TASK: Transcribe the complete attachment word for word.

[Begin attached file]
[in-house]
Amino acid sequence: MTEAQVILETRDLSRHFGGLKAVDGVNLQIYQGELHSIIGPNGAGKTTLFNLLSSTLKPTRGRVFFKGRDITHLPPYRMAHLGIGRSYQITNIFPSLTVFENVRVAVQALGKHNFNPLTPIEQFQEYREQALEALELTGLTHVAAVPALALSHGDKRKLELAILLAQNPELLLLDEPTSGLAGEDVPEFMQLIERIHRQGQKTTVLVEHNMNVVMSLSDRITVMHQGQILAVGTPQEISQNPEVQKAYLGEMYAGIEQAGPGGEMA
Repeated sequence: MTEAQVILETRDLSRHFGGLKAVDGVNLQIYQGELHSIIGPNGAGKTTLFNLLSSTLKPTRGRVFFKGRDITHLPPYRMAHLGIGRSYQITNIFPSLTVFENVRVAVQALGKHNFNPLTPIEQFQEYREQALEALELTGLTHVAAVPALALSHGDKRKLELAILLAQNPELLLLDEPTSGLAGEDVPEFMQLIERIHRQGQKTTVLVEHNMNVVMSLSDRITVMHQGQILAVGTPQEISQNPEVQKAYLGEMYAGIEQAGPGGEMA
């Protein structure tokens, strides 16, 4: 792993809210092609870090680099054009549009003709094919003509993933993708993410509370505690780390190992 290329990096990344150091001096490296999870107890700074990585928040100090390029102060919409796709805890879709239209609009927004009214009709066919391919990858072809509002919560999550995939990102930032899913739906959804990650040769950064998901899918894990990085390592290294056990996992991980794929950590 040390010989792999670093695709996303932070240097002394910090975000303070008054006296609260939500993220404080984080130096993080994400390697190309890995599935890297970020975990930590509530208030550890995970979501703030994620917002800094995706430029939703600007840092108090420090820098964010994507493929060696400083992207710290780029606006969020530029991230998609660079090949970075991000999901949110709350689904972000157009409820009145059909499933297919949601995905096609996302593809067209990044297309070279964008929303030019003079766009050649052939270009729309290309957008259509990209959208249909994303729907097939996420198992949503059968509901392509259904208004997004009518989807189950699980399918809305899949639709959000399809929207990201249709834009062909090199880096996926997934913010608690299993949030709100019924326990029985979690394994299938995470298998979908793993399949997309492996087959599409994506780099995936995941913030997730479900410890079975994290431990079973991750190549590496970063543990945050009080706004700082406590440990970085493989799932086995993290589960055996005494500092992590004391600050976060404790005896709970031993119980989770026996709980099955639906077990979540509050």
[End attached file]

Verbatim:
[in-house]
Amino acid sequence: MTEAQVILETRDLSRHFGGLKAVDGVNLQIYQGELHSIIGPNGAGKTTLFNLLSSTLKPTRGRVFFKGRDITHLPPYRMAHLGIGRSYQITNIFPSLTVFENVRVAVQALGKHNFNPLTPIEQFQEYREQALEALELTGLTHVAAVPALALSHGDKRKLELAILLAQNPELLLLDEPTSGLAGEDVPEFMQLIERIHRQGQKTTVLVEHNMNVVMSLSDRITVMHQGQILAVGTPQEISQNPEVQKAYLGEMYAGIEQAGPGGEMA
Repeated sequence: MTEAQVILETRDLSRHFGGLKAVDGVNLQIYQGELHSIIGPNGAGKTTLFNLLSSTLKPTRGRVFFKGRDITHLPPYRMAHLGIGRSYQITNIFPSLTVFENVRVAVQALGKHNFNPLTPIEQFQEYREQALEALELTGLTHVAAVPALALSHGDKRKLELAILLAQNPELLLLDEPTSGLAGEDVPEFMQLIERIHRQGQKTTVLVEHNMNVVMSLSDRITVMHQGQILAVGTPQEISQNPEVQKAYLGEMYAGIEQAGPGGEMA
């Protein structure tokens, strides 16, 4: 792993809210092609870090680099054009549009003709094919003509993933993708993410509370505690780390190992 290329990096990344150091001096490296999870107890700074990585928040100090390029102060919409796709805890879709239209609009927004009214009709066919391919990858072809509002919560999550995939990102930032899913739906959804990650040769950064998901899918894990990085390592290294056990996992991980794929950590 040390010989792999670093695709996303932070240097002394910090975000303070008054006296609260939500993220404080984080130096993080994400390697190309890995599935890297970020975990930590509530208030550890995970979501703030994620917002800094995706430029939703600007840092108090420090820098964010994507493929060696400083992207710290780029606006969020530029991230998609660079090949970075991000999901949110709350689904972000157009409820009145059909499933297919949601995905096609996302593809067209990044297309070279964008929303030019003079766009050649052939270009729309290309957008259509990209959208249909994303729907097939996420198992949503059968509901392509259904208004997004009518989807189950699980399918809305899949639709959000399809929207990201249709834009062909090199880096996926997934913010608690299993949030709100019924326990029985979690394994299938995470298998979908793993399949997309492996087959599409994506780099995936995941913030997730479900410890079975994290431990079973991750190549590496970063543990945050009080706004700082406590440990970085493989799932086995993290589960055996005494500092992590004391600050976060404790005896709970031993119980989770026996709980099955639906077990979540509050």